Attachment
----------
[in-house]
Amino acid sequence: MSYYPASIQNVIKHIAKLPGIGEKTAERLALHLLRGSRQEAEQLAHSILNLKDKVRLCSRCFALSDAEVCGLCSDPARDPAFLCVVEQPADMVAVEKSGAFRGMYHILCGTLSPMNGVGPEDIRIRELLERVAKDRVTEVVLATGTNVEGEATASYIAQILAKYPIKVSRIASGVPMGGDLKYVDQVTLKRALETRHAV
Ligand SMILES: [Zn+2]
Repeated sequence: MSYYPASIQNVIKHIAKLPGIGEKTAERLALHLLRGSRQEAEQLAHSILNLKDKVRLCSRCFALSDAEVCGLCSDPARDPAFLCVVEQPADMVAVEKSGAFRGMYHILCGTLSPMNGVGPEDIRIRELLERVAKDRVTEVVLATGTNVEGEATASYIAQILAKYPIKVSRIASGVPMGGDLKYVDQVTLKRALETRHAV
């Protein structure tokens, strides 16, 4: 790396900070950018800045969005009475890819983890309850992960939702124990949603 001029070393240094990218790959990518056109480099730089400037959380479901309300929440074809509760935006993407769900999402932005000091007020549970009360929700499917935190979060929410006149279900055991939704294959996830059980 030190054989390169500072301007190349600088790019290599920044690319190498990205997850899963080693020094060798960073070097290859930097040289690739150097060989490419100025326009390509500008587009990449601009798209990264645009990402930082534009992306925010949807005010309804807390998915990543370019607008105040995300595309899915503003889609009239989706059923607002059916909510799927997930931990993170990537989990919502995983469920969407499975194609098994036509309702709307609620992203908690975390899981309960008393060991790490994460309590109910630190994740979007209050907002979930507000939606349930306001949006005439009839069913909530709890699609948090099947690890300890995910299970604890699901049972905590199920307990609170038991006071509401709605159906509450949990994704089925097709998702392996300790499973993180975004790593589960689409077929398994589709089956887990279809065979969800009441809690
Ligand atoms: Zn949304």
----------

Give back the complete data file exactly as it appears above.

[in-house]
Amino acid sequence: MSYYPASIQNVIKHIAKLPGIGEKTAERLALHLLRGSRQEAEQLAHSILNLKDKVRLCSRCFALSDAEVCGLCSDPARDPAFLCVVEQPADMVAVEKSGAFRGMYHILCGTLSPMNGVGPEDIRIRELLERVAKDRVTEVVLATGTNVEGEATASYIAQILAKYPIKVSRIASGVPMGGDLKYVDQVTLKRALETRHAV
Ligand SMILES: [Zn+2]
Repeated sequence: MSYYPASIQNVIKHIAKLPGIGEKTAERLALHLLRGSRQEAEQLAHSILNLKDKVRLCSRCFALSDAEVCGLCSDPARDPAFLCVVEQPADMVAVEKSGAFRGMYHILCGTLSPMNGVGPEDIRIRELLERVAKDRVTEVVLATGTNVEGEATASYIAQILAKYPIKVSRIASGVPMGGDLKYVDQVTLKRALETRHAV
């Protein structure tokens, strides 16, 4: 790396900070950018800045969005009475890819983890309850992960939702124990949603 001029070393240094990218790959990518056109480099730089400037959380479901309300929440074809509760935006993407769900999402932005000091007020549970009360929700499917935190979060929410006149279900055991939704294959996830059980 030190054989390169500072301007190349600088790019290599920044690319190498990205997850899963080693020094060798960073070097290859930097040289690739150097060989490419100025326009390509500008587009990449601009798209990264645009990402930082534009992306925010949807005010309804807390998915990543370019607008105040995300595309899915503003889609009239989706059923607002059916909510799927997930931990993170990537989990919502995983469920969407499975194609098994036509309702709307609620992203908690975390899981309960008393060991790490994460309590109910630190994740979007209050907002979930507000939606349930306001949006005439009839069913909530709890699609948090099947690890300890995910299970604890699901049972905590199920307990609170038991006071509401709605159906509450949990994704089925097709998702392996300790499973993180975004790593589960689409077929398994589709089956887990279809065979969800009441809690
Ligand atoms: Zn949304």